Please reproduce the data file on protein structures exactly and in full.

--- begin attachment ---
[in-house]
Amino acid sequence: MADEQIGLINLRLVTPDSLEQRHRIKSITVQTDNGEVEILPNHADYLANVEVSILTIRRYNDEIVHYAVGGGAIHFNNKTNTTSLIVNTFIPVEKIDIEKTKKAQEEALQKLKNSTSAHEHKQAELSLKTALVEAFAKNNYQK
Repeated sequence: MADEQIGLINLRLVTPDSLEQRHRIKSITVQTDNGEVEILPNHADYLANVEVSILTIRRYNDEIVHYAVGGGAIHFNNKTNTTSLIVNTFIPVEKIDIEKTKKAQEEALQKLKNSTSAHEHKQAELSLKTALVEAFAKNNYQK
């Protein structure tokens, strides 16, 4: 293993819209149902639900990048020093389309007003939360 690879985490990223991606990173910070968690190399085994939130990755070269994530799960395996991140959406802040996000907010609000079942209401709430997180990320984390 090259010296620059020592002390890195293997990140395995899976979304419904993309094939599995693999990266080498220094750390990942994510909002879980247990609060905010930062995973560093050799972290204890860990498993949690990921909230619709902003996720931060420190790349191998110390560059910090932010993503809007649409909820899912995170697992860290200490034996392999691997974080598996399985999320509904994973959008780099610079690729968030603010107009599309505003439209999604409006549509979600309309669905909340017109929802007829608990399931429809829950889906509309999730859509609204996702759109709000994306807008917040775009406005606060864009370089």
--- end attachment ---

[in-house]
Amino acid sequence: MADEQIGLINLRLVTPDSLEQRHRIKSITVQTDNGEVEILPNHADYLANVEVSILTIRRYNDEIVHYAVGGGAIHFNNKTNTTSLIVNTFIPVEKIDIEKTKKAQEEALQKLKNSTSAHEHKQAELSLKTALVEAFAKNNYQK
Repeated sequence: MADEQIGLINLRLVTPDSLEQRHRIKSITVQTDNGEVEILPNHADYLANVEVSILTIRRYNDEIVHYAVGGGAIHFNNKTNTTSLIVNTFIPVEKIDIEKTKKAQEEALQKLKNSTSAHEHKQAELSLKTALVEAFAKNNYQK
């Protein structure tokens, strides 16, 4: 293993819209149902639900990048020093389309007003939360 690879985490990223991606990173910070968690190399085994939130990755070269994530799960395996991140959406802040996000907010609000079942209401709430997180990320984390 090259010296620059020592002390890195293997990140395995899976979304419904993309094939599995693999990266080498220094750390990942994510909002879980247990609060905010930062995973560093050799972290204890860990498993949690990921909230619709902003996720931060420190790349191998110390560059910090932010993503809007649409909820899912995170697992860290200490034996392999691997974080598996399985999320509904994973959008780099610079690729968030603010107009599309505003439209999604409006549509979600309309669905909340017109929802007829608990399931429809829950889906509309999730859509609204996702759109709000994306807008917040775009406005606060864009370089």